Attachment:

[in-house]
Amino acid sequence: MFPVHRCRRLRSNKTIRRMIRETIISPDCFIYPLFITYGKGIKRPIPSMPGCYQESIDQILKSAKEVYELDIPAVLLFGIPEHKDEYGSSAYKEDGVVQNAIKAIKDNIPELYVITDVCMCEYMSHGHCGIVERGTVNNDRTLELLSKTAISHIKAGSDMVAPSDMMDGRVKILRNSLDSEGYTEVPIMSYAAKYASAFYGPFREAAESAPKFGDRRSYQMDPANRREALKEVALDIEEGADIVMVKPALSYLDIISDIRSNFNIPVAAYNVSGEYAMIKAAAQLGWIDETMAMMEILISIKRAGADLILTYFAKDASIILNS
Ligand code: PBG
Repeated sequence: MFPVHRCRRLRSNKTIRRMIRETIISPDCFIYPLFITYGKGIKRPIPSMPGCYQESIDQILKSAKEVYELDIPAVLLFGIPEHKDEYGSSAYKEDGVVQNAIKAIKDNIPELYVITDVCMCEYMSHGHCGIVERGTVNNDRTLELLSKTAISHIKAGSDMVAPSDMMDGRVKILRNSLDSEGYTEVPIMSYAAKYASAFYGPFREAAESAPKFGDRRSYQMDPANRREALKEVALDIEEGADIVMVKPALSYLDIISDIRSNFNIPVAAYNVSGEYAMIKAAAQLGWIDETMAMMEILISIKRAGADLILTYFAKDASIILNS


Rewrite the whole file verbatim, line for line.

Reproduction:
[in-house]
Amino acid sequence: MFPVHRCRRLRSNKTIRRMIRETIISPDCFIYPLFITYGKGIKRPIPSMPGCYQESIDQILKSAKEVYELDIPAVLLFGIPEHKDEYGSSAYKEDGVVQNAIKAIKDNIPELYVITDVCMCEYMSHGHCGIVERGTVNNDRTLELLSKTAISHIKAGSDMVAPSDMMDGRVKILRNSLDSEGYTEVPIMSYAAKYASAFYGPFREAAESAPKFGDRRSYQMDPANRREALKEVALDIEEGADIVMVKPALSYLDIISDIRSNFNIPVAAYNVSGEYAMIKAAAQLGWIDETMAMMEILISIKRAGADLILTYFAKDASIILNS
Ligand code: PBG
Repeated sequence: MFPVHRCRRLRSNKTIRRMIRETIISPDCFIYPLFITYGKGIKRPIPSMPGCYQESIDQILKSAKEVYELDIPAVLLFGIPEHKDEYGSSAYKEDGVVQNAIKAIKDNIPELYVITDVCMCEYMSHGHCGIVERGTVNNDRTLELLSKTAISHIKAGSDMVAPSDMMDGRVKILRNSLDSEGYTEVPIMSYAAKYASAFYGPFREAAESAPKFGDRRSYQMDPANRREALKEVALDIEEGADIVMVKPALSYLDIISDIRSNFNIPVAAYNVSGEYAMIKAAAQLGWIDETMAMMEILISIKRAGADLILTYFAKDASIILNS